# Performance of the String searching algorithm

I am trying to solve a string matching question mentioned here. I recently learned the Knuth–Morris–Pratt algorithm and tried to implement it to solve this question. But I am getting a TLE for this code:

import java.io.BufferedReader;
import java.util.StringTokenizer;

public class Gogl {
static int count=0;
public static void main(String[] args)
{
MyScannergogl sc=new MyScannergogl();//used own input function
String text=sc.next();
String pattern=sc.next();
KMP(text,pattern);

System.out.println(count);

}
static int[] computeTempArray(String pattern)
{
int lsp[]=new int[pattern.length()];
int index=0;
int i;
for(i=1;i<pattern.length();)
{
if(pattern.charAt(i)==pattern.charAt(index))
{
lsp[i]=lsp[index]+1;
i++;
index++;
}
else
{
if(index!=0)
{
index=lsp[i-1];
}
else
{
lsp[i]=0;
i++;
}
}
}
return lsp;
}
public static void KMP(String text,String pat)
{
int lsp[]=computeTempArray(pat);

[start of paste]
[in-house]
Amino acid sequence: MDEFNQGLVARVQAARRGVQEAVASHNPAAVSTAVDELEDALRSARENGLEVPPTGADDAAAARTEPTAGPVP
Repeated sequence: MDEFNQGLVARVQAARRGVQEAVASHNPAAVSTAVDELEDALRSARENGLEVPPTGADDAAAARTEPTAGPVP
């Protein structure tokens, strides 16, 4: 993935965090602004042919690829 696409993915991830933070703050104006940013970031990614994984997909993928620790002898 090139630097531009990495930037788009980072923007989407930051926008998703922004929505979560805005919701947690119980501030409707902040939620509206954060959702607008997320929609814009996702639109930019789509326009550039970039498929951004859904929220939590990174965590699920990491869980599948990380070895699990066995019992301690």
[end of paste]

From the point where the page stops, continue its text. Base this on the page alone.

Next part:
int i=0;
int j=0;
while(i<text.length() )
{

if(text.charAt(i)==pat.charAt(j))
{
i++;
j++;
}
else
{
if(j!=0)
{
j=lsp[j-1];
}
else
{
i++;
}
}
if(j==pat.length())
{
count++;
j=0;
}
}

}

}


I couldn't understand where am I wrong. Whether I have not properly implemented the algorithm or is there some other problem I am not aware of. As I know that KNP is really fast so should have crossed the time limit.

    int i;
for(i=1;i<pattern.length();)
{
if(pattern.charAt(i)==pattern.charAt(index))
{
lsp[i]=lsp[index]+1;
i++;
index++;
}
else
{
if(index!=0)
{
index=lsp[i-1];
}
else
{
lsp[i]=0;
i++;
}
}
}


That's a while loop. There's no need to use for here.

    int i = 1;
while(i<pattern.length())
{
if(pattern.charAt(i)==pattern.charAt(index))
{
lsp[i]=lsp[index]+1;
i++;
index++;
}
else
{
if(index!=0)
{
index=lsp[i-1];
}
else
{
lsp[i]=0;
i++;
}
}
}


You might want to use more descriptive variables in your code, because I have the hardest time trying to understand what lsp is. The i and j variables aren't helping either: are you traversing two collections? In what way?

Your class names are weird, what does Gogl mean?

More descriptive variables and classnames will help you when you view your code at a later point in time. If you don't feel like explaining the algorithm in code, at least put the name of the algorithm together with a link as a comment in the code.